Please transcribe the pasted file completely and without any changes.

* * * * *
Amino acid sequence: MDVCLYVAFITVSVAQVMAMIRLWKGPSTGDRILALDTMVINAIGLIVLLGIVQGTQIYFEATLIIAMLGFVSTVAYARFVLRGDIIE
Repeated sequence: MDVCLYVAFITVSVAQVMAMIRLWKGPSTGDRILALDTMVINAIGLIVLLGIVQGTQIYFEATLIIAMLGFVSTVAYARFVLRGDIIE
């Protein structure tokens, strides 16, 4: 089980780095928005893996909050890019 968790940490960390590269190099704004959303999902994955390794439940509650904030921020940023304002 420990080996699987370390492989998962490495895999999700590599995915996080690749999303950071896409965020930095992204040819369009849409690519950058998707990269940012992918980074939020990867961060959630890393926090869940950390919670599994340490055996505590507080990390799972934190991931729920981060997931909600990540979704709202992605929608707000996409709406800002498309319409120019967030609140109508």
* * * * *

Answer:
Amino acid sequence: MDVCLYVAFITVSVAQVMAMIRLWKGPSTGDRILALDTMVINAIGLIVLLGIVQGTQIYFEATLIIAMLGFVSTVAYARFVLRGDIIE
Repeated sequence: MDVCLYVAFITVSVAQVMAMIRLWKGPSTGDRILALDTMVINAIGLIVLLGIVQGTQIYFEATLIIAMLGFVSTVAYARFVLRGDIIE
């Protein structure tokens, strides 16, 4: 089980780095928005893996909050890019 968790940490960390590269190099704004959303999902994955390794439940509650904030921020940023304002 420990080996699987370390492989998962490495895999999700590599995915996080690749999303950071896409965020930095992204040819369009849409690519950058998707990269940012992918980074939020990867961060959630890393926090869940950390919670599994340490055996505590507080990390799972934190991931729920981060997931909600990540979704709202992605929608707000996409709406800002498309319409120019967030609140109508």